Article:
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Celebs were championing #StopAsianHate well before Atlanta shootings




Using #StopAAPIHate and #StopAsianHate, several celebrities have used social media to raise awareness about increased reports from race attacks since the Covid-19 pandemic began. Six Asian women were one of the dead in the spa attacks.

Last month, Crazy Rich Asians star Awkwafina celebrated the Lunar New Year by supporting organizations working on the issue.

“I am saddened, disturbed and devastated by the recent series of attacks on the Asian American community and our elders,” the actress said. wrote in the title of a photo on his verified Instagram account. “So, for THE YEAR OF THE GOOD, I’ll give the proverbial red envelope (only numbers with 8) to some organizations that have done an incredible job for social and racial justice.”

Actress Olivia Munn appeared on CNN in February to talk about helping track down a man who allegedly assaulted the mother of her friend, who is Chinese, in front of a bakery in Queens, New York. Munn, who is Asian-American, has also been using social media to draw attention to what is happening.

“Racist, verbal and physical aggression has left my community afraid to leave,” Munn wrote in a statement to your verified Instagram account. “These hate crimes have increased since Covid and continue to increase even though we are asking for help, even though we are asking our fellow Americans to be outraged by us, even though we are asking for more media coverage.”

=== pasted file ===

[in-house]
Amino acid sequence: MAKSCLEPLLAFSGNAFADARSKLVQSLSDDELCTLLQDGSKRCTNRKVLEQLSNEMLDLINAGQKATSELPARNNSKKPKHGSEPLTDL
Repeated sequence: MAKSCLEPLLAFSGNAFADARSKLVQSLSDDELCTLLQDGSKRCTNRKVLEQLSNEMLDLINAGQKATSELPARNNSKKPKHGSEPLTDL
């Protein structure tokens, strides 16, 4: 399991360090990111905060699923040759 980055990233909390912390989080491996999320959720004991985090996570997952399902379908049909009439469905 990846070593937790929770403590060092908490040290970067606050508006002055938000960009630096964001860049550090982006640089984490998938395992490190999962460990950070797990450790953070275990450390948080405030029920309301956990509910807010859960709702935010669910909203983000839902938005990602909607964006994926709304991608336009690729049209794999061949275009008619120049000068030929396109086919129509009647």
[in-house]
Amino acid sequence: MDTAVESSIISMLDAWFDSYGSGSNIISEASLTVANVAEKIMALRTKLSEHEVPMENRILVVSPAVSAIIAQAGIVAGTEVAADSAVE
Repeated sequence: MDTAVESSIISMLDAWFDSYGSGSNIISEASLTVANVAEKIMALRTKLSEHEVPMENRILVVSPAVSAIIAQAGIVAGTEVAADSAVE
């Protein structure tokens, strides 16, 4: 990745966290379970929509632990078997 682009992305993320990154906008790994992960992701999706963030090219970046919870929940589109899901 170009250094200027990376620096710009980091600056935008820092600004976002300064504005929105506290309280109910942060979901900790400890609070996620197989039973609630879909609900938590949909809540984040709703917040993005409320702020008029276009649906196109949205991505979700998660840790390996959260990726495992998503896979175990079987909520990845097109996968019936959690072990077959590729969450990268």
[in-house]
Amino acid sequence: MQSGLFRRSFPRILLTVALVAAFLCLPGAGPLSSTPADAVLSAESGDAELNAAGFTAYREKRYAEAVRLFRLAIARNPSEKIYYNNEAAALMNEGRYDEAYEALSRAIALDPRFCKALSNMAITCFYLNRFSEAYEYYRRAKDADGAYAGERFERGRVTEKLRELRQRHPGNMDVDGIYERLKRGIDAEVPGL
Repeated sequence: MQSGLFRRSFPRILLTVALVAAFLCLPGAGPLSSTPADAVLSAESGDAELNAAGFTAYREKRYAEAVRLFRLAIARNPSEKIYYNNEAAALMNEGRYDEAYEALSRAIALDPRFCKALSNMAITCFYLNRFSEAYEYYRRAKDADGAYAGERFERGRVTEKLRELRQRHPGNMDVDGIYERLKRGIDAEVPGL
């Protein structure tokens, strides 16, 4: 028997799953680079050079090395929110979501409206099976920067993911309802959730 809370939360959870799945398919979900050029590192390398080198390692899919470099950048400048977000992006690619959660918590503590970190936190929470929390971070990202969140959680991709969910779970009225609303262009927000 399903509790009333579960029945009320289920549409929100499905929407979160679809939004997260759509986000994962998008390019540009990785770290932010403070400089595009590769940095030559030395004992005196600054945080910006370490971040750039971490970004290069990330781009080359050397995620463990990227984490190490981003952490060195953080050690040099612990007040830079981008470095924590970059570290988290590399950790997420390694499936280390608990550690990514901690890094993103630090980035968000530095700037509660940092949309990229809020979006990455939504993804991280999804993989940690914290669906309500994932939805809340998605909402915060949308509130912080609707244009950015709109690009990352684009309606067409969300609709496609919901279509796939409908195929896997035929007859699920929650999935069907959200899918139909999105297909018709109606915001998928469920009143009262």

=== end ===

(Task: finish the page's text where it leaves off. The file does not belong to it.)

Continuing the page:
Other stars like George Takei, Bowen Yang (who was offered to match donations to the Asian Pacific American Alliance Olivia Cheng and director Jon M. Chu have also been vocal on the subject.
“Hawaii Five-0” star Daniel Dae Kim he told CNN last month who has been afraid to leave.

“I know a lot of Asian Americans who feel very insecure today, including my parents who live in California,” he said. “There’s something in the psyche of people who somehow think it’s okay to attack Asians.”